Letter From the Editor
In love & light,
by Tatum Fjerstad on Wanderlust
If your best friend approached you and said, “I’m going to start a daily journaling practice,” would you respond with, “Oh, jeez. Are you sure? Do you really have that kind of time?”
by Amanda Kohr on YOGANONYMOUS
Journal writing is a fantastic way to ignite your imagination—but a blank page can be a bit intimidating. That’s why I love writing prompts; they give you just enough of a framework to spur inspiration while allowing the imagination to go wild.
by Emily Perper on Wanderlust
I’d kept a diary on-and-off for years, but post-college, journaling took on a new significance. My commonplace book became a kind of tether: cheap therapy, assisting my failing memory, retaining passwords and quotations and endless lists.
by Brett Larkin on YOGANONYMOUS
If your last journal entry was in crayon and something along the lines of “Dear Diary,” don’t panic. The kind of journaling I’m talking about here has nothing to do with recounting how your day was. Use of gel pens and stickers is optional.
by Cameron Cler on Wanderlust
Journaling has always provided a medium for me to reflect on my life, travels, relationships, and hopes for the future. Reading old entries, I bring myself back to those moments—the journals help me recall memories that I could’ve otherwise forgotten.
by Silvia Mordini on YOGANONYMOUS
The chakras are an inner and outer map of transformation. Everything we see, taste, touch, feel, and do can be interpreted through the gateway of the chakras. We will learn how to tap into these sacred energies through journaling in order to gain insight into healing our psyche, emotions, and well-being.
by Emma Mildon on Wanderlust
Let’s get under the covers and snuggle into the deeper meaning of all things twinkle-twinkle, lullaby, and shut-eye. Let’s talk about dreams. Though odd they may seem, there are some things to be learned from these subconscious moments.
by Deborah Charnes on YOGANONYMOUS
In Ayurveda, each person is unique. Furthermore, what might be appropriate for you to eat when you’re 8 years old, isn’t necessarily what you should be eating when you’re 80. A journal can help you identify what culprits are in your pantry, and what is making you lethargic, cranky—or worse.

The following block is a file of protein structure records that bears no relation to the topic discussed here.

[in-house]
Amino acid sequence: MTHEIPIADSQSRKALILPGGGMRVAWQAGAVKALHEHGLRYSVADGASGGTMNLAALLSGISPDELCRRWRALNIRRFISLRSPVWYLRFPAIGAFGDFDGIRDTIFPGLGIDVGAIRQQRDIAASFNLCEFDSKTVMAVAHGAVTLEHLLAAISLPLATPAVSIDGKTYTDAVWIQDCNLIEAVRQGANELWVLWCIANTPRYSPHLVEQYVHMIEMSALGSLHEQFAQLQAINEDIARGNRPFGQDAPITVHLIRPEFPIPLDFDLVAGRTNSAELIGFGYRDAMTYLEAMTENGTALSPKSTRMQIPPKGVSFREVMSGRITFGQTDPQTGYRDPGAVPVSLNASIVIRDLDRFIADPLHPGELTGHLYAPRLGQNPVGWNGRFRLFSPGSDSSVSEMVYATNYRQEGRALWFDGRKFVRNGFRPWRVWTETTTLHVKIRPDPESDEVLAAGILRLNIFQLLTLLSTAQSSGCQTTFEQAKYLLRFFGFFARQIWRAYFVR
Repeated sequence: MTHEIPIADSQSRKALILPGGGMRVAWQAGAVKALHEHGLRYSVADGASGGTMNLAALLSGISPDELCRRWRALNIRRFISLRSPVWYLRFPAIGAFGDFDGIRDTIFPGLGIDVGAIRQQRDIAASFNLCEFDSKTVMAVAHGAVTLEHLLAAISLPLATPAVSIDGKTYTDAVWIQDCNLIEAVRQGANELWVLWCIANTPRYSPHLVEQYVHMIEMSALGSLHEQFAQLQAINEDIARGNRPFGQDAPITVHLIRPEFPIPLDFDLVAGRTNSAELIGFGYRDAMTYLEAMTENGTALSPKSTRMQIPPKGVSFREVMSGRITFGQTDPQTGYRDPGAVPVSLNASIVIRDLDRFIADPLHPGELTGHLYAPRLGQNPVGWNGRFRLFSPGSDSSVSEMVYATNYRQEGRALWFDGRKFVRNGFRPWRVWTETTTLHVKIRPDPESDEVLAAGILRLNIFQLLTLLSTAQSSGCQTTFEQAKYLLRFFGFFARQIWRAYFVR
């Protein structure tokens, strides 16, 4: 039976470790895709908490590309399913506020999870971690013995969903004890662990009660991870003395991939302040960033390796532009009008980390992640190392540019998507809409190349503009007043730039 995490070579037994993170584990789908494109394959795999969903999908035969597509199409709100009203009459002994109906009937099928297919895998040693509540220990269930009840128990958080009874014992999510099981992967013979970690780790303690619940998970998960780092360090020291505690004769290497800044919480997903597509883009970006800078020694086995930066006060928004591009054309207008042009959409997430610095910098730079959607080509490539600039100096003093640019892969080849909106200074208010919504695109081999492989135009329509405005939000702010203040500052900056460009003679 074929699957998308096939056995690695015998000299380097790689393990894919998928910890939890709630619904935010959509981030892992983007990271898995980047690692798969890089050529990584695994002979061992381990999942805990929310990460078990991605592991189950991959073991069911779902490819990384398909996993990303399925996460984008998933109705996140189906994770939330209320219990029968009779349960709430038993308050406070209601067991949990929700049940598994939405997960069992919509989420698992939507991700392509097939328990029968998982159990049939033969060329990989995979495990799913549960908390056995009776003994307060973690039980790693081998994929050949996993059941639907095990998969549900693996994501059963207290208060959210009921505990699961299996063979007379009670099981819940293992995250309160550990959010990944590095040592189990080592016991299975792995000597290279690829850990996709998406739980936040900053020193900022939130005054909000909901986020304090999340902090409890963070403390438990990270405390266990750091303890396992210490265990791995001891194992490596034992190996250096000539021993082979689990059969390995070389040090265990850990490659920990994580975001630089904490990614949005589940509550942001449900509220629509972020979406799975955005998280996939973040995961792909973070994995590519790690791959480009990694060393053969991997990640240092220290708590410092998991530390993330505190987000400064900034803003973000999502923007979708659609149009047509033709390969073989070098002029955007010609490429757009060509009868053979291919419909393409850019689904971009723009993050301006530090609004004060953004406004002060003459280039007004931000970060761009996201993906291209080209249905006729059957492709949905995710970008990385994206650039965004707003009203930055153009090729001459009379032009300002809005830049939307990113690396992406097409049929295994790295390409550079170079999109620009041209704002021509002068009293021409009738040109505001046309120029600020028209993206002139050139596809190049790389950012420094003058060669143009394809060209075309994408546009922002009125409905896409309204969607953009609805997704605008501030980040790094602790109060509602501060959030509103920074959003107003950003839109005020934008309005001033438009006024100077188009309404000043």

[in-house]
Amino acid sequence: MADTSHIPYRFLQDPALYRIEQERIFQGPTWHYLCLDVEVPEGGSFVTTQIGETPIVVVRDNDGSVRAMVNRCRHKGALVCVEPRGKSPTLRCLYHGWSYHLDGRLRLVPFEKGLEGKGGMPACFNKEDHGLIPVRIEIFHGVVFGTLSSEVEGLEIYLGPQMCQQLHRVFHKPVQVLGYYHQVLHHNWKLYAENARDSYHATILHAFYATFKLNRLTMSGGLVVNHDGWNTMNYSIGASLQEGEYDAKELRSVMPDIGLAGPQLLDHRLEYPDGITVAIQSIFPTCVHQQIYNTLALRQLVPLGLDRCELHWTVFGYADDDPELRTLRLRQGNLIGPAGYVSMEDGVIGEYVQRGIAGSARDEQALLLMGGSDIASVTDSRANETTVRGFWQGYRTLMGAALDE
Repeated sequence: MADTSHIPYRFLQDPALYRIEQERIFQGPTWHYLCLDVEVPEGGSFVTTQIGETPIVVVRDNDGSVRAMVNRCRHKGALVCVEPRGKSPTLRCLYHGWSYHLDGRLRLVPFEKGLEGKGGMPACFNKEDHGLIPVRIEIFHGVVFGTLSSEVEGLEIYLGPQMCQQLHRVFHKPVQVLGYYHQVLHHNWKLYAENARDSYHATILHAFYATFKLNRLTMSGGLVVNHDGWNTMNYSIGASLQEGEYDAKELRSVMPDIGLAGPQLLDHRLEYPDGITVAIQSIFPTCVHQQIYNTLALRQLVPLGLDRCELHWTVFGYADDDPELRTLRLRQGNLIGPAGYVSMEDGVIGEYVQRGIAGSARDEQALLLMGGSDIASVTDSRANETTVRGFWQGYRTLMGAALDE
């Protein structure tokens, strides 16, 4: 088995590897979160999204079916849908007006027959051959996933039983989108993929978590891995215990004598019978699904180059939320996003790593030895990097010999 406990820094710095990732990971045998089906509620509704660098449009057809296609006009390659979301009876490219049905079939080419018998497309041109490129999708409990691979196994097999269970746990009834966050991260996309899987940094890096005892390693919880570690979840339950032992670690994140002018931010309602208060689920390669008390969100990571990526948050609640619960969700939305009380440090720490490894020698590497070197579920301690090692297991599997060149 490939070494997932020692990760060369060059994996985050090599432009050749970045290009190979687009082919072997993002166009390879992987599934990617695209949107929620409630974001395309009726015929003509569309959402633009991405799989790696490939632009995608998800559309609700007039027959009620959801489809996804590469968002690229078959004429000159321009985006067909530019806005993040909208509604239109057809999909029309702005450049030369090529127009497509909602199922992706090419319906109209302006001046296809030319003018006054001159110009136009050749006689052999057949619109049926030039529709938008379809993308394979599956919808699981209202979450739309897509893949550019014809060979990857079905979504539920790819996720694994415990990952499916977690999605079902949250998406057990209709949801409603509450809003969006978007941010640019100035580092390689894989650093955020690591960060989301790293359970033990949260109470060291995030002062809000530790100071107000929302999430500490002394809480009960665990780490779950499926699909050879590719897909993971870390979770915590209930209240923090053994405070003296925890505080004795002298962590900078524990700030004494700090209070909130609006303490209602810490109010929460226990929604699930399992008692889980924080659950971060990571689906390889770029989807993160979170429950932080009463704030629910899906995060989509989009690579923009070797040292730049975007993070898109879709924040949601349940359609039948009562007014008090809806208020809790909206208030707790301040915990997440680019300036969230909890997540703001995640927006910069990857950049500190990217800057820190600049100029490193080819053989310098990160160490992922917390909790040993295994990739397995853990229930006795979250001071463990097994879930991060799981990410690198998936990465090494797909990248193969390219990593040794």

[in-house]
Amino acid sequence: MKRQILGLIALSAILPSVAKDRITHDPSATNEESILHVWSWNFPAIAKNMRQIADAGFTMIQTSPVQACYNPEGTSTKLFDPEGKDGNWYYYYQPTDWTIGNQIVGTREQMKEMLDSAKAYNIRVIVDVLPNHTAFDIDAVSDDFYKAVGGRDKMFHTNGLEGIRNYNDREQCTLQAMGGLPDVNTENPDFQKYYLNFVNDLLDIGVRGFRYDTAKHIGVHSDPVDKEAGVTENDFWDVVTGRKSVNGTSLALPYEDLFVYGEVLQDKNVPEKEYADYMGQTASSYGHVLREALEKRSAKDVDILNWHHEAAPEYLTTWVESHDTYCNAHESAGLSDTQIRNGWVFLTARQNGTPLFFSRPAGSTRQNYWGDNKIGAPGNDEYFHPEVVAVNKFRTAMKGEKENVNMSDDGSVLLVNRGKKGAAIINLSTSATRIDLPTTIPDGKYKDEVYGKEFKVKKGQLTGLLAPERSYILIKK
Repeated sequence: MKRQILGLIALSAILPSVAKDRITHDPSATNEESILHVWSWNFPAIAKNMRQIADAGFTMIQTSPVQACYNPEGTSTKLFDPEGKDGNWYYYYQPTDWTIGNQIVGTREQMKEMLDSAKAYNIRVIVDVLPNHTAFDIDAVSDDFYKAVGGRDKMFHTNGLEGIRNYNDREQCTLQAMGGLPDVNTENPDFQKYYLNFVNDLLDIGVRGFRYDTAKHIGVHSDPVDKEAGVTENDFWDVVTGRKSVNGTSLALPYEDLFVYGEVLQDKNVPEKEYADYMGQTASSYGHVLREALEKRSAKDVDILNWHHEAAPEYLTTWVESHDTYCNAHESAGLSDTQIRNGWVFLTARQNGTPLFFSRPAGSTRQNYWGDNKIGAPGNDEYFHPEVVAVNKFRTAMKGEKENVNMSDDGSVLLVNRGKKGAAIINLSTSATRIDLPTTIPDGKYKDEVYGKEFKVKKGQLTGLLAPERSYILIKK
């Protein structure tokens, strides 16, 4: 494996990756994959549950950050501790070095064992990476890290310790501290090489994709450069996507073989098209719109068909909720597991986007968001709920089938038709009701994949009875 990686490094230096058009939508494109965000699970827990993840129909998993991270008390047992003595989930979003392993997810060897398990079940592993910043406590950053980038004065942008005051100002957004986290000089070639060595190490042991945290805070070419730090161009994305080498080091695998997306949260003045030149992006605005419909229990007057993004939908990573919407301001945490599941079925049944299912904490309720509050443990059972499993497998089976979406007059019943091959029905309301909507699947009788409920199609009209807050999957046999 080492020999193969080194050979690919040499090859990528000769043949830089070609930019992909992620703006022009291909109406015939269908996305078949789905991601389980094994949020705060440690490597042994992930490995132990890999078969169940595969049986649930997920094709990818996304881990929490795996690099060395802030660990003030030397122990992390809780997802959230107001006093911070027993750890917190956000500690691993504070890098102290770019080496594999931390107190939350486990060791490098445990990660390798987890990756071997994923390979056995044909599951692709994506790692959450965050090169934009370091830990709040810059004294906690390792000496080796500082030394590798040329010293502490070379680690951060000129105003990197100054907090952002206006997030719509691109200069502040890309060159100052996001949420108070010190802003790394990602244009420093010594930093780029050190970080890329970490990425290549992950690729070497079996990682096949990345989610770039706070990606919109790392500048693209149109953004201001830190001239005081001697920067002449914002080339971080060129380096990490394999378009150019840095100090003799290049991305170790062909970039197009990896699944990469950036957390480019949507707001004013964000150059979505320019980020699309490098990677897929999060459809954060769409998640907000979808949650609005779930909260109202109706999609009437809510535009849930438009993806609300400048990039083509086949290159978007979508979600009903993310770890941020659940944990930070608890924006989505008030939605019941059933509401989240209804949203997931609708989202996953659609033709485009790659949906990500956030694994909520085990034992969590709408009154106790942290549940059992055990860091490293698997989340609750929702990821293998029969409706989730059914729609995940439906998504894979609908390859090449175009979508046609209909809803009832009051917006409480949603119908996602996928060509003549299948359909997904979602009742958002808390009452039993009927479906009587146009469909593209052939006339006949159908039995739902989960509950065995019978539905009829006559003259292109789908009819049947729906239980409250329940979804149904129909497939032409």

by Valerie Reiss on Wanderlust
I’m a writer. But I can’t believe how little I have written down about the growings, happenings, and overall everythings of my two-year-old. I know those glorious moments are going to flash by and some near day I will only recall a fuzzy, nostalgic blur of cheeks, eyes, and mischief. This is terrifying.
by Exavier Pope on YOGANONYMOUS
A gratitude journal is what we make of it. I started my gratitude journal during a 21-day meditation experience guided by spiritual guru Deepak Chopra and positive lifestyle icon Oprah Winfrey. Two years later and my gratitude journal has become part of my life.
by Silvia Mordini on Wanderlust
A daily journaling ritual where one spends 10 minutes in reflection is potent. This provides time to listen, recalibrate, remember, and honor yourself. It offers a deep source of nourishment and an opportunity to bring greater depth to your life practice.
by Maggie Peikon on YOGANONYMOUS
I’m very much a visual person, so my journals were full of words that took form in many shapes—a heart for a lovesick poem, triangles, spirals, and stickers strewn across the page, endless doodles. I liked the organized chaos of it all. I felt it mirrored the sort of chaos of thoughts in my head.
by Niki Saccareccia on Wanderlust
Long before I knew what meditation was, puberty and its wellspring of emotional surplus would bring me to my first journal entries. Since the seventh grade, journaling has been my main meditation, and the autobiographical library I have of my burgeoning adult life has given me unyielding insight.